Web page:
Today in Postal History
The docketting* for this cover indicates that it was sent by Elias Brown from Pikes Peak.
Pikes Peak was one of the names that in 1859 described the front
of the Rocky Mountains from what are now Colorado Springs and Denver.
The region was still a part of Kansas Territory.
A small amount of gold had been found in Cherry Creek in August,
News had been spread to the east in the fall and winter of 1858-59.
The Gold Rush was on!
Historians have suggested that as many as 100,000 joined the
rush in 1859 with 50,000 actually making it to Colorado.
Many were discouraged by the arduous trip or chose to stop along the way.
The date on the return address was July 11, 1859.
Perhaps it was written to note Brown's arrival in the area.
The letter was carried outside the mails by someone returning
to the east.
Brown was probably in the vicinity of what would be
known as Denver as it went into the mails in Omaha City, Nebraska.*
It did not receive a postmark from any of the new post offices in the Denver area at the time.
Richard Frajola has made a wonderful web site showing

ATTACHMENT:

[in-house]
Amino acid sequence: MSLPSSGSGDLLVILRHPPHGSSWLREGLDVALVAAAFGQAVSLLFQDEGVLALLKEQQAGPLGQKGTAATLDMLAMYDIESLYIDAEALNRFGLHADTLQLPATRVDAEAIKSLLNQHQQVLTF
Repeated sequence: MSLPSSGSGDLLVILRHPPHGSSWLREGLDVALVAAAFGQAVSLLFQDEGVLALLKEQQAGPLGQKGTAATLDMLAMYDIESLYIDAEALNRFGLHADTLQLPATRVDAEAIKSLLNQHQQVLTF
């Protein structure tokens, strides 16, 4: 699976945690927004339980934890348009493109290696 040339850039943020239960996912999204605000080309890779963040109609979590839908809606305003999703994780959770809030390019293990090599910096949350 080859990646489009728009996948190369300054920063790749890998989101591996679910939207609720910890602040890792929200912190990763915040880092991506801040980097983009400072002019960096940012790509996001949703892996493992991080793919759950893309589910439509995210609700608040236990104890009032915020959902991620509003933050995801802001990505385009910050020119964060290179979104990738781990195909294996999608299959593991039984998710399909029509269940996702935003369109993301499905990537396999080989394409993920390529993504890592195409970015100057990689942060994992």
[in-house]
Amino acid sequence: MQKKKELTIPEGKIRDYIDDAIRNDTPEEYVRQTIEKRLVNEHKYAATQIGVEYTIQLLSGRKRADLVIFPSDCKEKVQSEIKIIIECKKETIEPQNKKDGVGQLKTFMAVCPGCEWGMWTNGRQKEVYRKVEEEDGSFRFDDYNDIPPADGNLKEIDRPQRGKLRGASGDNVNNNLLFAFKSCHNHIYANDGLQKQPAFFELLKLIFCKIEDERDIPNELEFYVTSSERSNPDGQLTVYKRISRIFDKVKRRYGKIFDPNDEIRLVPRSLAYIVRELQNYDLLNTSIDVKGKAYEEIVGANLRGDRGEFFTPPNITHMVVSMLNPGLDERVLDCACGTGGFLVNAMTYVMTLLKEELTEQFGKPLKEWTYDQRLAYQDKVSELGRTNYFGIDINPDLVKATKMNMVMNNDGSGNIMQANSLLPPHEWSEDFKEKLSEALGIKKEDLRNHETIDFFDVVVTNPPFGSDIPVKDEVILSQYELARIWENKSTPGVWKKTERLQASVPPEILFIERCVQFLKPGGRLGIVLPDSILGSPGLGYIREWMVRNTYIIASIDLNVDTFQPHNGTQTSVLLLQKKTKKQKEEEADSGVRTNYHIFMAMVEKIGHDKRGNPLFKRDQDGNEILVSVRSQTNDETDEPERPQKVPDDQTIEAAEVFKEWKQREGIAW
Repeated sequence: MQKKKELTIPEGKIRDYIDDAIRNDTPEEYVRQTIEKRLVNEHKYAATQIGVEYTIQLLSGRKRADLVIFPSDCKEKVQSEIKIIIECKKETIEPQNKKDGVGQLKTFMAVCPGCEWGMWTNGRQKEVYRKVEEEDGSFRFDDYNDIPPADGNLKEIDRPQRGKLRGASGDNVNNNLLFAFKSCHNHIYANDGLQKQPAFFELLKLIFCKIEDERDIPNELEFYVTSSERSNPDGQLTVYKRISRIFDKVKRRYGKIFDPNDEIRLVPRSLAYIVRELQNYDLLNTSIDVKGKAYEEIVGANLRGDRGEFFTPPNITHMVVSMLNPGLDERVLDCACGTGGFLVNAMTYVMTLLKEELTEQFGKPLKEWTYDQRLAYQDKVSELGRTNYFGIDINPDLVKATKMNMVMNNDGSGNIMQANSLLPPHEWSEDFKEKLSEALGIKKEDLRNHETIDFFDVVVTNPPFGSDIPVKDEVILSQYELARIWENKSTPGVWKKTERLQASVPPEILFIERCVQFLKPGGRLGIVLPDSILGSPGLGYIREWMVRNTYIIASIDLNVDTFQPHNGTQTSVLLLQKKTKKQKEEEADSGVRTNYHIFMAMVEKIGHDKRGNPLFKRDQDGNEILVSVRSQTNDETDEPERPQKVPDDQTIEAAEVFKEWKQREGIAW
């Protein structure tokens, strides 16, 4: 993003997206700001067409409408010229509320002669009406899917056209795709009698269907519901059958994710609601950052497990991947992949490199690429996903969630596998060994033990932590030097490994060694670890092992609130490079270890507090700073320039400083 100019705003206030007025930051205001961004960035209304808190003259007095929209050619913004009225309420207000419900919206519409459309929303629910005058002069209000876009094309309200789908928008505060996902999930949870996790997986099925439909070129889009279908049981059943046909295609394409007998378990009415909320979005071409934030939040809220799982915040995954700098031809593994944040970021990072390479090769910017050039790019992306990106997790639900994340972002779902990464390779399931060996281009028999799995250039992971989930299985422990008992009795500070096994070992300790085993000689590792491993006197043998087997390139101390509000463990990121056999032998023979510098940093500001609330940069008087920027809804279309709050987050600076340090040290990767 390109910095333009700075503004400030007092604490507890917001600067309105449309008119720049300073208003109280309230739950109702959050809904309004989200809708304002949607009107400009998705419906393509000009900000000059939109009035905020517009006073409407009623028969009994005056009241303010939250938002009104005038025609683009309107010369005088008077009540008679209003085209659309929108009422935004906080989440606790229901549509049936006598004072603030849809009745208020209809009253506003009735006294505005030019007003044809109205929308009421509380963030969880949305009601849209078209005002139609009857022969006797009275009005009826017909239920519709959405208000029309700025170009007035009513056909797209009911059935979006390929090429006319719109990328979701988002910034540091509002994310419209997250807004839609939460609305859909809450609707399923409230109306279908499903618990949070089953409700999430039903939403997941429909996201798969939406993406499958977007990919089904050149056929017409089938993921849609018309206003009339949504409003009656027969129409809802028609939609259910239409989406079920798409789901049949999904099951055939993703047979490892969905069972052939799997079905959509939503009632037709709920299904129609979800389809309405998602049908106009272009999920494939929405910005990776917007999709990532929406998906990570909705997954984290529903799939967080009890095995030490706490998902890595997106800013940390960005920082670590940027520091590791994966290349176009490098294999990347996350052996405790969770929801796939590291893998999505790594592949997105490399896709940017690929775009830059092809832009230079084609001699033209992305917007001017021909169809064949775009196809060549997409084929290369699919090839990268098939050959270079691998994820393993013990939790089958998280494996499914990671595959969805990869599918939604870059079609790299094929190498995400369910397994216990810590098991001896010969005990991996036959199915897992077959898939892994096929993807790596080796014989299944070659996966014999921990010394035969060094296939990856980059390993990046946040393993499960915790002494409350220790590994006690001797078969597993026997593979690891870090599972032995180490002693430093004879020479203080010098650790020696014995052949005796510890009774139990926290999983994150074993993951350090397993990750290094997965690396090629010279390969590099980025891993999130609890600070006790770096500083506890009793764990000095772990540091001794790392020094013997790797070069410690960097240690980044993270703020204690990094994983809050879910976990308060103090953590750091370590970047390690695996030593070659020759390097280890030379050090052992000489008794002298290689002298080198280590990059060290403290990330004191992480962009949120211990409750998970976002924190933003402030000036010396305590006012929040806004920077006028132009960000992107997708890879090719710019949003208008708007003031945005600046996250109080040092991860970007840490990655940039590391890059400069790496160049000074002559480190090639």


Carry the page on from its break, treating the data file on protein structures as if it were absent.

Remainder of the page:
the postal history of this area in the Frederick Mayer collection.
A map published for the Pikes Peak gold seekers in an 1859 guidebook
shows two overland
mail routes to California, where gold had been discovered in 1849, and Oregon.
Both routes followed the Platte River westward through Nebraska.
One passed through Omaha City en route to Des Moines, Iowa, and the other
joined the Missouri River Route to St. Joseph, Missouri, at Nebraska City.
Both followed the North Platte River westward to California and Oregon.
The route to the southwest along the South Platte River was the
principal route taken by emigrants to the Pikes Peak region in 1859.
Frajola notes the following concerning mail routes from Auraria,
a Denver forerunner,
"A post office was established [in Auraria] on January 18, 1859 although the first contract mails did not begin until July 11, 1859. Contract mails were carried by the United States Express Company until they failed after their August 26, 1859 trip."
The cover received a clear CDS in Omaha City.
The cover is franked with an 1857 3¢ dull red Washington
The destination of the cover was New Brunswick, New Jersey.
New Brunswick is about 30 miles southwest of New York City.
*Thanks to Maarten Willems' sharp eyes for correcting my misattribution
of the cancel on this cover.
Thanks, also, to Richard Frajola for pointing out that
what appears to be a return address, is probably docketting applied by the recipient.
The differences between the handwriting in the address and the docketting confirm this.
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